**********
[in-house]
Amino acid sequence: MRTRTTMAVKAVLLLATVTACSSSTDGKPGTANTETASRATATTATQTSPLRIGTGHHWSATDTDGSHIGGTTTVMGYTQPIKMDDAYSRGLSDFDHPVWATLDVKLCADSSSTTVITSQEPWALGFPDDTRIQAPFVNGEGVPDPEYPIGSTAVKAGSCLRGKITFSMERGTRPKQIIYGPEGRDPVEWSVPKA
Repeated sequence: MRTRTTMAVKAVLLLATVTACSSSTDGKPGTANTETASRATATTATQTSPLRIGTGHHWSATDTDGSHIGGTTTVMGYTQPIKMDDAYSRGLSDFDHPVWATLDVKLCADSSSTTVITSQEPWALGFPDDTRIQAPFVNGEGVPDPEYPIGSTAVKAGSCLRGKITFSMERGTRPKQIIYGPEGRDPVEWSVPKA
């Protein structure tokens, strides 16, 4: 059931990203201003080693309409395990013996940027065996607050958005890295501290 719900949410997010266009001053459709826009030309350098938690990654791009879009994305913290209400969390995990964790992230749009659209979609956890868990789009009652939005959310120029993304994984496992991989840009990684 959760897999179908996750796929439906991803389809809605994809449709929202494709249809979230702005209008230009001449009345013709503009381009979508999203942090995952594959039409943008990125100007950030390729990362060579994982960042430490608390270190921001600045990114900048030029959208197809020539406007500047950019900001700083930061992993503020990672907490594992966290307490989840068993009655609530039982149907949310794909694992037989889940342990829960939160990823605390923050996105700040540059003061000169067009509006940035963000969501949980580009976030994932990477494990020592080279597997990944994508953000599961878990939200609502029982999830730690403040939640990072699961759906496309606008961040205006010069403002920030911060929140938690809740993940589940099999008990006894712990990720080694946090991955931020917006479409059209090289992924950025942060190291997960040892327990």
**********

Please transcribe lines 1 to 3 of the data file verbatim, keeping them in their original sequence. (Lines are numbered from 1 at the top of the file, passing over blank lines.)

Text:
[in-house]
Amino acid sequence: MRTRTTMAVKAVLLLATVTACSSSTDGKPGTANTETASRATATTATQTSPLRIGTGHHWSATDTDGSHIGGTTTVMGYTQPIKMDDAYSRGLSDFDHPVWATLDVKLCADSSSTTVITSQEPWALGFPDDTRIQAPFVNGEGVPDPEYPIGSTAVKAGSCLRGKITFSMERGTRPKQIIYGPEGRDPVEWSVPKA
Repeated sequence: MRTRTTMAVKAVLLLATVTACSSSTDGKPGTANTETASRATATTATQTSPLRIGTGHHWSATDTDGSHIGGTTTVMGYTQPIKMDDAYSRGLSDFDHPVWATLDVKLCADSSSTTVITSQEPWALGFPDDTRIQAPFVNGEGVPDPEYPIGSTAVKAGSCLRGKITFSMERGTRPKQIIYGPEGRDPVEWSVPKA